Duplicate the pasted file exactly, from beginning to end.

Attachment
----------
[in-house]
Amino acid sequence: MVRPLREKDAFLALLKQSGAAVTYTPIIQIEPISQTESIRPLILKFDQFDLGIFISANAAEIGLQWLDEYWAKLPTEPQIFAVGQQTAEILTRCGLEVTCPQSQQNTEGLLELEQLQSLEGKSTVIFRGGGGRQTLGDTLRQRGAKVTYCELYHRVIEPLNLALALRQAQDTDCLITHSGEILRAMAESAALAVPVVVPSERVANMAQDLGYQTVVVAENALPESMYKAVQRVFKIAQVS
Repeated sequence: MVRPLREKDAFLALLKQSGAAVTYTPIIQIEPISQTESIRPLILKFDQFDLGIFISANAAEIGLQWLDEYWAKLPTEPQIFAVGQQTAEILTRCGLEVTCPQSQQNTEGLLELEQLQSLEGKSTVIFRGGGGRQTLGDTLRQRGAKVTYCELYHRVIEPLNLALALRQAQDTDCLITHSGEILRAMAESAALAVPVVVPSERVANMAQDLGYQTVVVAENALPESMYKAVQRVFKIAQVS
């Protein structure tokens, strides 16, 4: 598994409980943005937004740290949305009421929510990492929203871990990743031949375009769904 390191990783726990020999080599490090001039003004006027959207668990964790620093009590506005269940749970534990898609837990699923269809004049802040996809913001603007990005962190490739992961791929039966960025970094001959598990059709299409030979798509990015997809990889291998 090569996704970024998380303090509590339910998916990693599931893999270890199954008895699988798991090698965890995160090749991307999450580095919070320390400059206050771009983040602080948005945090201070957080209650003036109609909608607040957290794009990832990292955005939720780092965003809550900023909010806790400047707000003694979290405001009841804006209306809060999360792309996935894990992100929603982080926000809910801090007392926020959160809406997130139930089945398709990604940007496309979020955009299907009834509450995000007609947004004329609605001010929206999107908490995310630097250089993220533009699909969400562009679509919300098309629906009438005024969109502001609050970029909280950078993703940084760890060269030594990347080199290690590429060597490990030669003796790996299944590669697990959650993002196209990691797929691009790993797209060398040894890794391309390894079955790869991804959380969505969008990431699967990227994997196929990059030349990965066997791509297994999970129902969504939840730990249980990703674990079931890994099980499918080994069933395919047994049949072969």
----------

[in-house]
Amino acid sequence: MVRPLREKDAFLALLKQSGAAVTYTPIIQIEPISQTESIRPLILKFDQFDLGIFISANAAEIGLQWLDEYWAKLPTEPQIFAVGQQTAEILTRCGLEVTCPQSQQNTEGLLELEQLQSLEGKSTVIFRGGGGRQTLGDTLRQRGAKVTYCELYHRVIEPLNLALALRQAQDTDCLITHSGEILRAMAESAALAVPVVVPSERVANMAQDLGYQTVVVAENALPESMYKAVQRVFKIAQVS
Repeated sequence: MVRPLREKDAFLALLKQSGAAVTYTPIIQIEPISQTESIRPLILKFDQFDLGIFISANAAEIGLQWLDEYWAKLPTEPQIFAVGQQTAEILTRCGLEVTCPQSQQNTEGLLELEQLQSLEGKSTVIFRGGGGRQTLGDTLRQRGAKVTYCELYHRVIEPLNLALALRQAQDTDCLITHSGEILRAMAESAALAVPVVVPSERVANMAQDLGYQTVVVAENALPESMYKAVQRVFKIAQVS
């Protein structure tokens, strides 16, 4: 598994409980943005937004740290949305009421929510990492929203871990990743031949375009769904 390191990783726990020999080599490090001039003004006027959207668990964790620093009590506005269940749970534990898609837990699923269809004049802040996809913001603007990005962190490739992961791929039966960025970094001959598990059709299409030979798509990015997809990889291998 090569996704970024998380303090509590339910998916990693599931893999270890199954008895699988798991090698965890995160090749991307999450580095919070320390400059206050771009983040602080948005945090201070957080209650003036109609909608607040957290794009990832990292955005939720780092965003809550900023909010806790400047707000003694979290405001009841804006209306809060999360792309996935894990992100929603982080926000809910801090007392926020959160809406997130139930089945398709990604940007496309979020955009299907009834509450995000007609947004004329609605001010929206999107908490995310630097250089993220533009699909969400562009679509919300098309629906009438005024969109502001609050970029909280950078993703940084760890060269030594990347080199290690590429060597490990030669003796790996299944590669697990959650993002196209990691797929691009790993797209060398040894890794391309390894079955790869991804959380969505969008990431699967990227994997196929990059030349990965066997791509297994999970129902969504939840730990249980990703674990079931890994099980499918080994069933395919047994049949072969």